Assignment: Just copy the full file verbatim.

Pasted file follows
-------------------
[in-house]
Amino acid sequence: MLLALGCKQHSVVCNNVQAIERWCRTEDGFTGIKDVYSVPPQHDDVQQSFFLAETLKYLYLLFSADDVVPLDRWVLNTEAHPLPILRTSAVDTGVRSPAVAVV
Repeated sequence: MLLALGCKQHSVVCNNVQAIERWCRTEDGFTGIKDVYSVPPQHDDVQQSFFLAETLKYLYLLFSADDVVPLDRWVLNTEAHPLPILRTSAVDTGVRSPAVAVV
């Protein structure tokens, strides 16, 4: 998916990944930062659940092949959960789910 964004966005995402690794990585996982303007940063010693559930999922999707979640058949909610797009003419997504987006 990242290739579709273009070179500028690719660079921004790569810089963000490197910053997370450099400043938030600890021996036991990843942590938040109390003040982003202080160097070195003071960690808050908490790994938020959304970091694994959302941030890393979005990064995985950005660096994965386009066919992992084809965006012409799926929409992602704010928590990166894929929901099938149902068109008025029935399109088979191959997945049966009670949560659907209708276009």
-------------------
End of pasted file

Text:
[in-house]
Amino acid sequence: MLLALGCKQHSVVCNNVQAIERWCRTEDGFTGIKDVYSVPPQHDDVQQSFFLAETLKYLYLLFSADDVVPLDRWVLNTEAHPLPILRTSAVDTGVRSPAVAVV
Repeated sequence: MLLALGCKQHSVVCNNVQAIERWCRTEDGFTGIKDVYSVPPQHDDVQQSFFLAETLKYLYLLFSADDVVPLDRWVLNTEAHPLPILRTSAVDTGVRSPAVAVV
């Protein structure tokens, strides 16, 4: 998916990944930062659940092949959960789910 964004966005995402690794990585996982303007940063010693559930999922999707979640058949909610797009003419997504987006 990242290739579709273009070179500028690719660079921004790569810089963000490197910053997370450099400043938030600890021996036991990843942590938040109390003040982003202080160097070195003071960690808050908490790994938020959304970091694994959302941030890393979005990064995985950005660096994965386009066919992992084809965006012409799926929409992602704010928590990166894929929901099938149902068109008025029935399109088979191959997945049966009670949560659907209708276009």